This article first appeared in the July, 2020 edition of SportsCar Magazine. Everyone can read the current and past editions of SportCar digitally here. To become an SCCA member and get SportsCar mailed to your home address monthly in addition to the digital editions, click here.
What would your electronic nannies do?
I had an epiphany during a radio interview on Bud’s Garage. (Yes, radio. I know, it should be a podcast. I have some old friends.) My last epiphany came during a ProSolo in 1983, so these don’t happen very often – but that one benefited me my whole life. See Pobst Position “My Epiphany,” to be part of my compilation book of the same name, coming soon.
But I digress.
Power out of trouble? What would your electronic nannies do? By now, nearly all of you sporty-car type maniacs must have experienced the intervention-slash-car-saving actions of stability controls. Annoying sometimes, saving your sorry behind others, and probably many times you never even realize it. Aggressively cutting throttle, applying brakes, all the time when you want to go. Don’t you hate it? Have you ever thanked the engineer or designers for keeping you out of the wall?
My epiphany is this: Have you ever felt your stability control add power? This is so important I’m going to ask you again in boldface: Have you ever felt your stability control add power?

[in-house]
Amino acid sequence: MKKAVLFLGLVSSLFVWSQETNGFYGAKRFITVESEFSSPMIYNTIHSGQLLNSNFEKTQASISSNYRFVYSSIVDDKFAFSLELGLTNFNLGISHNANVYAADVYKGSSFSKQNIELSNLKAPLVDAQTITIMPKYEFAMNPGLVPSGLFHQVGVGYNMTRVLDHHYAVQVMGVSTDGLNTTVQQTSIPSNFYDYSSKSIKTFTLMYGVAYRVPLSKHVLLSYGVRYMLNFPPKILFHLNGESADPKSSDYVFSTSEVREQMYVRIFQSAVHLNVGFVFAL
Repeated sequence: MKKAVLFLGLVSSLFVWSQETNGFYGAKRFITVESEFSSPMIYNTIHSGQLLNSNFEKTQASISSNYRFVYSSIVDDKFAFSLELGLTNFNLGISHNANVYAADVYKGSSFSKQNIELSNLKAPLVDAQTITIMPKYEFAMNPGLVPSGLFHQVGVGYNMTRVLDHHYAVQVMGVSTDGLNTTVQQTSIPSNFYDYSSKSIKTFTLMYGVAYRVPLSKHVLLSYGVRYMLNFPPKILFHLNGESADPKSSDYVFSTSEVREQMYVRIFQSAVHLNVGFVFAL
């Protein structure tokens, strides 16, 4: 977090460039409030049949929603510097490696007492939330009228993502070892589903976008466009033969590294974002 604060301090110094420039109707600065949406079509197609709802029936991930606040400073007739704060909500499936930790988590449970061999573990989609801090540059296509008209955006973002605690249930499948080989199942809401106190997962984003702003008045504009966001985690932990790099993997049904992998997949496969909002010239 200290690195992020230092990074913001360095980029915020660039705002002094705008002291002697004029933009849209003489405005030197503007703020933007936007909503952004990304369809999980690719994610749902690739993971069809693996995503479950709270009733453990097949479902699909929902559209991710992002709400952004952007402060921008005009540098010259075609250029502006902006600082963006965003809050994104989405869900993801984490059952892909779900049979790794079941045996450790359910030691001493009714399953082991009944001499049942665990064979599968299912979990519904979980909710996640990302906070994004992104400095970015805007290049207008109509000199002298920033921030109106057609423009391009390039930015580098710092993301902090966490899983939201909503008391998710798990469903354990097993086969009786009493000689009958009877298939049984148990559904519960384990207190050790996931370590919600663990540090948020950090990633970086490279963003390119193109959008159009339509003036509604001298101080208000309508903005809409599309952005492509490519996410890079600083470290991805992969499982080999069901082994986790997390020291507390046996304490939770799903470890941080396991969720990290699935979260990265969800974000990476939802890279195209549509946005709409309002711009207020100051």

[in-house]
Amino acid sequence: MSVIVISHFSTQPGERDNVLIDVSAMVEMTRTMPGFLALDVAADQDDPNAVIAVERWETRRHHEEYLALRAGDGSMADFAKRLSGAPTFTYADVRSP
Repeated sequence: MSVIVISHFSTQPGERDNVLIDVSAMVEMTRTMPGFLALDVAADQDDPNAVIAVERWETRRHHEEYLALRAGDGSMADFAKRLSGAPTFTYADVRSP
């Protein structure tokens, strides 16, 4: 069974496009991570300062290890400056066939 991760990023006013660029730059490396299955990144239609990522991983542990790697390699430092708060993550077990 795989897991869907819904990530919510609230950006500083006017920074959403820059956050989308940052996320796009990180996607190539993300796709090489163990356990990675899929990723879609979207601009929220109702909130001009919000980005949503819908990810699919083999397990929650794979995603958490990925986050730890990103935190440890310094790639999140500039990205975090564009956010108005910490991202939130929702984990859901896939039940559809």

And, since we are in this antique one-way form of communication called “reading a column,” I will answer for you: No! Absolutely not. Never. Your electronic nannies will never go to throttle. I know I am being redundant here, I’ve written of this before, but this one truth really drives it home.
Let me have a show of hands (another example of something that works really well in a magazine): How many of you believe that you can power out of trouble? Don’t be shy now, get your driving-gloved hands up. There’s a lot of you. I know this because I have spent so much time with you for, lo, these many wonderful speedy-driving years.
Power is your friend – until it isn’t. Power is your friend when everything is alright. Power is your friend when you are in complete control. Power is your friend when you know where you are going. When all’s well, your tires still have traction, so power transfers weight to the rear, increasing the grip back there, making the car more stable.
Power is not your friend when you are in trouble. Just ask your PSM (Porsche Stability Management). Power is not your friend when you just might lose control. Power is not your friend when you’re worried, or downright scared, scrambling for control, trying to catch a slide that’s too wide or too quick – a “Yikes!” moment. These are seminal moments in a driving career. Will you spin or not? Will you win or not? Will you crash or not? Will you destroy your car and end your high-performance driving career or not? Knowing when to use power is one of the three fundamentals of car control, along with always looking where you want to go, and recovering the steering when you steer into the skid and catch the slide. Take a car control clinic.